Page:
Due to the massive hype of Shohei Ohtani and what is currently the most popular card in The Hobby, his 2018 Bowman Autograph, collectors are buying up anything with a Bowman logo on it. Late last month, Jumbo boxes with (3) autos were pushing the $400 range. Those lowly Retail blasters, the guilty pleasure of collecting, became the hottest commodities around, with $19.99 boxes selling on eBay for almost twice as much. Even rack packs were being gobbled up by collectors at an alarming rate.
In part, 2018 Bowman sales has also been helped by Blowout Cards, who is offering a
$60,000, $75,000, $100,000 reward for the Shohei Ohtani Superfractor. Yes, the price keeps going up and considering they have one of the largest supplies of 2018 Bowman, one would think there has to be a conflict of interest somewhere. I find it odd that every other major Superfractor is pulled within months of its release (not counting Longoria) but this particular card appears to be missing.
Considering this hobby caters to whales like #VegasDave, it wouldn’t surprise me if Blowout Cards or someone close to them pulled the Super and is holding it hostage until they sell off the majority of their supply. I mean, if that card had been pulled the first week of release, none of this Bowman craziness would have occurred. Remember, this hobby is still populated by some absolute scumbags who care more about making $$$ than they do taking care of their customers or preserving The Hobby.
But what I wanted to talk about today has nothing to do with the Ohtani Superfractor. It’s about the poor saps overpaying for Hobby, Jumbo, and Retail boxes of 2018 Bowman and pulling out the scraps from the bottom of the barrel. There is a great post on Blowout’s forum detailing this exact phenomenon. Sure, you may pull a Green Ohtani but more than likely your purchase will look something like THIS. I guess it comes as a shock to some that every lotto scratch off doesn’t win you $10,000?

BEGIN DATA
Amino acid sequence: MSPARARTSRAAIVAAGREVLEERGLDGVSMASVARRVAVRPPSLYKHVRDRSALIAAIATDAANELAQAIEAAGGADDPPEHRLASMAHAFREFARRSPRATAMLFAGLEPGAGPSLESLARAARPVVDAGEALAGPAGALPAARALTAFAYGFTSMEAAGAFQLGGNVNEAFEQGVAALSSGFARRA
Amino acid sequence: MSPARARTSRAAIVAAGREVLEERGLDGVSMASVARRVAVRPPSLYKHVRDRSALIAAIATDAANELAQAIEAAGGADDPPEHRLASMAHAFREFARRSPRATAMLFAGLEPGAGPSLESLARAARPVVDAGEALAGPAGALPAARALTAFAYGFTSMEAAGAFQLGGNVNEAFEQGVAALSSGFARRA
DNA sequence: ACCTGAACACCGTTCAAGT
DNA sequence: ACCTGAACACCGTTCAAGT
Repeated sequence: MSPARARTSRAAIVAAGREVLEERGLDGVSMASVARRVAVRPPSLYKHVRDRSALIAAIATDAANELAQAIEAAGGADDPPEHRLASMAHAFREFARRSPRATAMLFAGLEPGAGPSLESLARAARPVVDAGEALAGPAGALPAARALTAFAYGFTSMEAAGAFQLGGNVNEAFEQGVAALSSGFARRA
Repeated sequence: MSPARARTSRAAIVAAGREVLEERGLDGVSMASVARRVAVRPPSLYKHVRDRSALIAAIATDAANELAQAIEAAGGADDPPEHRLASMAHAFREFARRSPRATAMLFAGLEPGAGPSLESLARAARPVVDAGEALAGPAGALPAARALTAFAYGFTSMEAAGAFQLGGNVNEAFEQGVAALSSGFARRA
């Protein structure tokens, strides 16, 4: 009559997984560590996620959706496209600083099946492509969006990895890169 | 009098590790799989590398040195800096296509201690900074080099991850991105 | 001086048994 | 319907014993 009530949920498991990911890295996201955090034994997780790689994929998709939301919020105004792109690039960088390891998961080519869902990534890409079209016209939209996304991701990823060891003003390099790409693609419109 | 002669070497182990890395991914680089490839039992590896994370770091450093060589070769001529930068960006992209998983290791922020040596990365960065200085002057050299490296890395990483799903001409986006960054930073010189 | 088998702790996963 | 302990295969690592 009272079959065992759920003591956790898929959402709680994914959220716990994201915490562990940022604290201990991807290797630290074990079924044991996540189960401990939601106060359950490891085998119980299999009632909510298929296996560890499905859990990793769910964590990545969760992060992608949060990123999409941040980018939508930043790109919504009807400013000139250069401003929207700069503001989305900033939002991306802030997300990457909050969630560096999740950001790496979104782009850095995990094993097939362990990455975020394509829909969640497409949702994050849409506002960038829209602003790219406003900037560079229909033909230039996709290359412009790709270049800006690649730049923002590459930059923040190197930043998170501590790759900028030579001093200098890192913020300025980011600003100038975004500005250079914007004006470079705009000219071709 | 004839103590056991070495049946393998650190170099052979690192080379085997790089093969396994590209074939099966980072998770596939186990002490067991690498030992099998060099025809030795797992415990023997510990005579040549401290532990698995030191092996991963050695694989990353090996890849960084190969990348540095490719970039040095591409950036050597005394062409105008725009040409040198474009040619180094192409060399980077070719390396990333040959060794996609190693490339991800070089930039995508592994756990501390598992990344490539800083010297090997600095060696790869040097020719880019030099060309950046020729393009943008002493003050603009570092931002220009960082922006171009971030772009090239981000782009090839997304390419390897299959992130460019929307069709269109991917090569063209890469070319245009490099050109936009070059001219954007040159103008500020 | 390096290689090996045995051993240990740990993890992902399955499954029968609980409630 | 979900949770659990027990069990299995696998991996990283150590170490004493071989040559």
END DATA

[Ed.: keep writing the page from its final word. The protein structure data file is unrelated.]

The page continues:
Not every guy gets to take home the prettiest girl in the bar. Not every man gets millions to play a game in front of 50,000 fans; some just sit in a cubicle analyzing databases for 8 hours a day. Also, not every collector who shells out big bucks for 2018 Bowman pulls a Shoehei Ohtani autograph (or the 2-3 other big names). Most guys will walk away with 2020’s next great middle-reliever for the Brewers OR worse, a guy who had the tools and the drive but never made it to The Show for one reason or another.
So can you imagine the kick in the nuts from NOT pulling a major autograph but instead finding the card you see below in a pack? What’s worse is that despite lackluster numbers in FSL’s A-league this year, Andres Gimenez’ cards sell for decent prices on the secondary market due to his relatively young age (19) and because he is destined to be a big market team’s future short-stop. Sure, he could wind up being the next Jose Reyes, but odds are he will be the next Rey Ordonez.
Even worse, collectors are complaining on popular card forums but are still hoarding this kid’s 2018 Bowman cards. Gimenez’ base auto only sells for about $10 dollars but a Gold Refractor sold for nearly $400 dollars and his Superfractor, which perhaps carries his worst scribble to date, sold for thousands. So clearly, collectors could not care any less about his lazy autograph. I understand, too, because if this kid puts on some weight and starts smashing home runs, it won’t matter how he signs.
Look, I understand not every player will be a closet collector like Dmitri Young or an autograph hound and enthusiast, like Pat Neshek. I get it, cards are only a level above comic books in the “icky” department, especially considering how many middle-aged men (and older) are fawning over pictures of players born in 1999. Even back in the day during the Baseball Card Boom in 1991, I only knew maybe 4 or 5 kids who were avid, true collectors. The rest had cards their parents bought to “put away”.
So I don’t expect a “jock-type” player to care about the expensive-looking cards he is likely being paid next to nothing to sign. However, it would be nice if some of them appreciated the fans who help pay their salary. The fans who come to all the home games and scoop up their memorabilia. And finally, the guy or girl who is still out there hustling to find a little piece of shiny cardboard in a world full of smart phones, virtual reality, and yes, even Sex Robots.